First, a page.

Connect with us

Hi, what are you looking for?


Continued calls for external observers on “internal task force” on prison violence

External observers should be included on an “internal task force” formed in December to address deadly violence inside Alabama prisons, according to a criminal justice professor, who reinforced an earlier request from a group of prison reform advocates. 

David Rembert is a research fellow at the Center for Justice Research at Texas Southern University, an Assistant Professor at Prairie A&M University and a member of the American Correctional Association. He formerly worked as a correctional officer with the Texas Department of Criminal Justice. 

“That’s a no-no in criminal justice. You never say you’re going to do an internal task force,” Rembert told APR on Monday. “You already know what the results are going to look like.” 

Alabama Department of Corrections commissioner Jeff Dunn announced formation of the internal task force on Dec. 9 following numerous inmate deaths in recent months, at least two the result of use-of-force incidents by correctional officers. 

Inmate Michael Smith, 55, died on Dec. 5, five days after a “use of force” incident involving correctional officers at the Ventress Correctional Facility in Clayton. Two officers were placed on leave following that death.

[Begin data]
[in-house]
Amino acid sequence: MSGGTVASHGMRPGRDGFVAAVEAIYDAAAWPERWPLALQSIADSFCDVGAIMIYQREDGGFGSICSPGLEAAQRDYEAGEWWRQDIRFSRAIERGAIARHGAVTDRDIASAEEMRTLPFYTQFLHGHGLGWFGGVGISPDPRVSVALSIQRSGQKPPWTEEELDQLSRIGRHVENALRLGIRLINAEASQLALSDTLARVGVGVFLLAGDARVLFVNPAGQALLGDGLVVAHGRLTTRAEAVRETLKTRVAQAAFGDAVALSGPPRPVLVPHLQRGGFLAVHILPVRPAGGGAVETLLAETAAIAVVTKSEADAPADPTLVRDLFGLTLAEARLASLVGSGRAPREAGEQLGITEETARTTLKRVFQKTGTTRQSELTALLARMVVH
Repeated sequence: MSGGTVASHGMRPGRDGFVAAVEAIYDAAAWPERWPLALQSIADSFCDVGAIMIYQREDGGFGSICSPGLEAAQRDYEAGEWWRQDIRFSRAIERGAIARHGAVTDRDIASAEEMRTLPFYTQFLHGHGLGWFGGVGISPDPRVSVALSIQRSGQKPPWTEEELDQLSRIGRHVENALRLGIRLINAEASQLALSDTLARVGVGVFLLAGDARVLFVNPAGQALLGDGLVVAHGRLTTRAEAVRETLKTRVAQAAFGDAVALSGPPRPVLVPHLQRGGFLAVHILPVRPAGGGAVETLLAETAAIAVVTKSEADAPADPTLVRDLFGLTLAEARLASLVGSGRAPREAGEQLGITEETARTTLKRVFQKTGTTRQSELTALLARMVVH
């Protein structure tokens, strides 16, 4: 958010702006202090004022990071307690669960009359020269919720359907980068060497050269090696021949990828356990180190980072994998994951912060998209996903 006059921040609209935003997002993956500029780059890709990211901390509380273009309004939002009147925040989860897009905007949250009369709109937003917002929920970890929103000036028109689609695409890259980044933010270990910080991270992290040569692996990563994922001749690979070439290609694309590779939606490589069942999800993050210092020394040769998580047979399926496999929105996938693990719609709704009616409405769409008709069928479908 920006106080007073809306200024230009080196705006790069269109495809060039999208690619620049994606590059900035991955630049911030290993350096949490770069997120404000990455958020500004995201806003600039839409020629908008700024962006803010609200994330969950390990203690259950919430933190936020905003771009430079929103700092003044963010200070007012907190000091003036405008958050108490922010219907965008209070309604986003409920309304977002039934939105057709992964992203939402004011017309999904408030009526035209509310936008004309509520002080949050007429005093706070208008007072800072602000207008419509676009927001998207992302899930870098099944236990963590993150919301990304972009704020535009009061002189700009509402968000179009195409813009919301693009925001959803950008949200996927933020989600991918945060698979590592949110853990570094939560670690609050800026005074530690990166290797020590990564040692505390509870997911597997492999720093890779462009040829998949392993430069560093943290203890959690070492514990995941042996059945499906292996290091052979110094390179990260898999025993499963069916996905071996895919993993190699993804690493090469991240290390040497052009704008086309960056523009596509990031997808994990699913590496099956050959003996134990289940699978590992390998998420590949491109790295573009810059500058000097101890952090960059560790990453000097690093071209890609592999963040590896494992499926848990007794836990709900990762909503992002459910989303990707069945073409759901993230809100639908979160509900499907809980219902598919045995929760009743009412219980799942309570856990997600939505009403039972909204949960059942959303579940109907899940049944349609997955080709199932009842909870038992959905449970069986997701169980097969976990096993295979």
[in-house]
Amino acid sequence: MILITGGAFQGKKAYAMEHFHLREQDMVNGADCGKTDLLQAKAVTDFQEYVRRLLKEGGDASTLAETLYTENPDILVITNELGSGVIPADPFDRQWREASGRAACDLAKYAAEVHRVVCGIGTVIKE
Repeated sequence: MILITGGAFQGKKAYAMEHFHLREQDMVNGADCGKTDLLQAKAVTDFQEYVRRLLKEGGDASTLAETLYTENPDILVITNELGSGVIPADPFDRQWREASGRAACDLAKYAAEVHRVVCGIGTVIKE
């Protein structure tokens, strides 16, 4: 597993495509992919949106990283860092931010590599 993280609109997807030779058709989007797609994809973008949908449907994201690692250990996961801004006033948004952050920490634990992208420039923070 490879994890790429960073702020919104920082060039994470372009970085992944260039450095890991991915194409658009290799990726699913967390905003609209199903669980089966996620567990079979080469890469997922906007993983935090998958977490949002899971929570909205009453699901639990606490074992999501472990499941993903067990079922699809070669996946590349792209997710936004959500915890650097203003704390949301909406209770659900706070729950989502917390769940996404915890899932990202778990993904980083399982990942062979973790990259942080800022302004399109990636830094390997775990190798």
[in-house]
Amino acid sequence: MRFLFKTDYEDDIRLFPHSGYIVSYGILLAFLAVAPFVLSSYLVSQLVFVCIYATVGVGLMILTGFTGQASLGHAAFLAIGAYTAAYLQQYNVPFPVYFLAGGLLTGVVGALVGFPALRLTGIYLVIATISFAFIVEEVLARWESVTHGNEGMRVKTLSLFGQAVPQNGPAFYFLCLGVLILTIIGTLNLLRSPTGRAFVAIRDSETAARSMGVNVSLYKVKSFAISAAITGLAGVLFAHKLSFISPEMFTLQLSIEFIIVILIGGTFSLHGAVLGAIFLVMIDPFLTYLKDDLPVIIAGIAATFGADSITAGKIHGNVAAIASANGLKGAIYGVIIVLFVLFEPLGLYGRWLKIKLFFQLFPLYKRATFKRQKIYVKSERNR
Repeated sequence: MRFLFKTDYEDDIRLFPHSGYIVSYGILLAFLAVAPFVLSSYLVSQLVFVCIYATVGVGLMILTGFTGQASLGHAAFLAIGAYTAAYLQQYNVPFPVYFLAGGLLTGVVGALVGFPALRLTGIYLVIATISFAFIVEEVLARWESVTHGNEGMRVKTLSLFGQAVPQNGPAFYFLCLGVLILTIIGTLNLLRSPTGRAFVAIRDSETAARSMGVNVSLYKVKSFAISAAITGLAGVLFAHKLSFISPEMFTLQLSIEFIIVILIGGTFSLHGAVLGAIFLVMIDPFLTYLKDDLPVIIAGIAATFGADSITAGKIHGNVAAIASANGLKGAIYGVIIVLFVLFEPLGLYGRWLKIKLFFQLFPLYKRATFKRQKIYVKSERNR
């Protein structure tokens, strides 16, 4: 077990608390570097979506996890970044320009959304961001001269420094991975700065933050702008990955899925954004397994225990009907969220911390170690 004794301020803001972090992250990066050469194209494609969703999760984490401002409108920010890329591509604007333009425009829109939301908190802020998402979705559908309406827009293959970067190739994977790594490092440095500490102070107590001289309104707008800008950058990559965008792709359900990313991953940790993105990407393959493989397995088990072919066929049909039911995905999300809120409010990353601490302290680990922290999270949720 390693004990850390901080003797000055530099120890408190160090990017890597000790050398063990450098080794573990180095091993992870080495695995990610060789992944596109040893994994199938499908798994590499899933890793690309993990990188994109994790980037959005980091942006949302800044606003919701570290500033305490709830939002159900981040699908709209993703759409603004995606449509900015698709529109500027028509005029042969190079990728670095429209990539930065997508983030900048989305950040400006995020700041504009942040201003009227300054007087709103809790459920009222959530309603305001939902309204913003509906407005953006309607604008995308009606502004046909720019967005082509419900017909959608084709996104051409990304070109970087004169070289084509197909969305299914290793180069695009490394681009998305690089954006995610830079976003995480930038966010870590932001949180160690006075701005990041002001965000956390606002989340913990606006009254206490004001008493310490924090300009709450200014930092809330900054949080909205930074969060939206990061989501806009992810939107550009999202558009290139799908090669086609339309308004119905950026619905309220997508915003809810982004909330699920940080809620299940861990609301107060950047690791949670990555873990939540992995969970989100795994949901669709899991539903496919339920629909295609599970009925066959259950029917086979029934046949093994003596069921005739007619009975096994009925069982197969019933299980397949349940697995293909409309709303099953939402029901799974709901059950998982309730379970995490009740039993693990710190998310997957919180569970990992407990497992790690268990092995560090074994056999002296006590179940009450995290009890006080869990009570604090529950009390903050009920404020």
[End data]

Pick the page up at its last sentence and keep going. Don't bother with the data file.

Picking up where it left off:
Willie Leon Scott, 48, of Birmingham was pronounced dead on Dec. 6 at the Baptist Medical Center South in Montgomery following an “incident” on Dec. 4 at the Holman prison. ADOC has not stated what is believed to have occured in that death, which the department has said remains under investigation. 

Steven Davis, 35, of Graysville, died on Oct. 5 after correctional officers “applied physical measures” on the inmate the day before. ADOC said at the time that Davis had attempted to strike an officer with weapons. 

Advertisement. Scroll to continue reading.

At least 27 Alabama prisoners died in 2019 as a result of homicide, drug overdoses or suicides, according to information gathered from ADOC, news accounts and tips reporters receive from other inmates and family members of the deceased inmates. 

“Commissioner Dunn has directed the task force to assess measures including “Tactics and Techniques” reinforcement training programs, health and wellness interventions for correctional officers and staff, additional inmate rehabilitation programs and resources, and the reexamination of enhanced surveillance measures such as the possible use of body cameras by on-duty correctional officers,” the statement from ADOC on the task force reads. “Dunn has directed the new internal task force to integrate these actions into the ADOC’s three-year strategic plan.”